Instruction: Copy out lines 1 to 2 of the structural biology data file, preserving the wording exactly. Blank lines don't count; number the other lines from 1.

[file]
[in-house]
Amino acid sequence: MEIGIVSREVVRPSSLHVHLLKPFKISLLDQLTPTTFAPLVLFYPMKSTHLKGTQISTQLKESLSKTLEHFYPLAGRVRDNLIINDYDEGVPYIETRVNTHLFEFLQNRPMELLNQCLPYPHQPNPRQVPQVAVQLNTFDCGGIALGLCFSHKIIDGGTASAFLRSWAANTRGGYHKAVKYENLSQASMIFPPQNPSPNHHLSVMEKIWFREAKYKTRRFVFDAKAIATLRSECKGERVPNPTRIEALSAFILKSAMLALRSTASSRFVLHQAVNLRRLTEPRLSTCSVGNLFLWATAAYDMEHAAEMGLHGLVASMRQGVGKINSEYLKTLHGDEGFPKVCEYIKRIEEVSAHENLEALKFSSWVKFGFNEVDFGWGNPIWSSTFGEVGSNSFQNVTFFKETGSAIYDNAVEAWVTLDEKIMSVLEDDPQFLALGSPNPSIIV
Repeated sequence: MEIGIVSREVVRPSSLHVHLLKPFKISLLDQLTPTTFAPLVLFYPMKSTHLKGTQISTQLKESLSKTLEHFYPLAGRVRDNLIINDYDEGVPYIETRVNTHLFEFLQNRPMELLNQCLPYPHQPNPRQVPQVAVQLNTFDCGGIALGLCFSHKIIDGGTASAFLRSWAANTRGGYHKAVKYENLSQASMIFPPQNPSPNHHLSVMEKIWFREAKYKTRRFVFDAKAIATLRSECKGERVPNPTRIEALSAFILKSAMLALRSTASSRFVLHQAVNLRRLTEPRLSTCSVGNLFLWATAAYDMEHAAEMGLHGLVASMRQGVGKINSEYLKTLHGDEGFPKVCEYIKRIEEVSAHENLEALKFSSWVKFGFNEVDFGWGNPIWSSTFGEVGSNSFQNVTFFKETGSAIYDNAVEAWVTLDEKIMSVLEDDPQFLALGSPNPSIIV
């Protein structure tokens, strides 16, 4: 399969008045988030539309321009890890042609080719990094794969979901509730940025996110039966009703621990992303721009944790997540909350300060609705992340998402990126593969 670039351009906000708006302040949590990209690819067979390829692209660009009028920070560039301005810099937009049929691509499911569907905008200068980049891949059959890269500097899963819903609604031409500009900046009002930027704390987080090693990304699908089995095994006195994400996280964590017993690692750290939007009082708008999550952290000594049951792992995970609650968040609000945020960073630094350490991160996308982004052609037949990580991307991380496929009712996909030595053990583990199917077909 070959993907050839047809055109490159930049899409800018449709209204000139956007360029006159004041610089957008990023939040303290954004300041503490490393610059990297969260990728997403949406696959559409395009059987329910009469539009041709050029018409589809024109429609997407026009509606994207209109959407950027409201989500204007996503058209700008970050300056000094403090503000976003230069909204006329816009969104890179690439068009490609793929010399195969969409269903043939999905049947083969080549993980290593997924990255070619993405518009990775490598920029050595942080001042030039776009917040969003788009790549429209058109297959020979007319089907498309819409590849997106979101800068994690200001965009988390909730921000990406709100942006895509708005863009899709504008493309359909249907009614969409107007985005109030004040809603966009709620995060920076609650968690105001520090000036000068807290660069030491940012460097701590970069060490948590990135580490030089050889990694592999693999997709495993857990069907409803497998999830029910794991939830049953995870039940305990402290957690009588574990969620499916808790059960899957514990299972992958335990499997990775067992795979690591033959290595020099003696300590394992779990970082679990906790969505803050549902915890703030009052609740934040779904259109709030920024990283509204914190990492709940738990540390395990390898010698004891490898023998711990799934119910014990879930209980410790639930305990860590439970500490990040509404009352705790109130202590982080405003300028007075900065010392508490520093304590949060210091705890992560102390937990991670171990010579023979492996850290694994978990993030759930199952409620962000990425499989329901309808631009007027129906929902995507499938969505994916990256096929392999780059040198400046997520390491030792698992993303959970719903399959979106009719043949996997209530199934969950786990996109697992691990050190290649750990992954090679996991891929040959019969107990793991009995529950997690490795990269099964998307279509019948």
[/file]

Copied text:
[in-house]
Amino acid sequence: MEIGIVSREVVRPSSLHVHLLKPFKISLLDQLTPTTFAPLVLFYPMKSTHLKGTQISTQLKESLSKTLEHFYPLAGRVRDNLIINDYDEGVPYIETRVNTHLFEFLQNRPMELLNQCLPYPHQPNPRQVPQVAVQLNTFDCGGIALGLCFSHKIIDGGTASAFLRSWAANTRGGYHKAVKYENLSQASMIFPPQNPSPNHHLSVMEKIWFREAKYKTRRFVFDAKAIATLRSECKGERVPNPTRIEALSAFILKSAMLALRSTASSRFVLHQAVNLRRLTEPRLSTCSVGNLFLWATAAYDMEHAAEMGLHGLVASMRQGVGKINSEYLKTLHGDEGFPKVCEYIKRIEEVSAHENLEALKFSSWVKFGFNEVDFGWGNPIWSSTFGEVGSNSFQNVTFFKETGSAIYDNAVEAWVTLDEKIMSVLEDDPQFLALGSPNPSIIV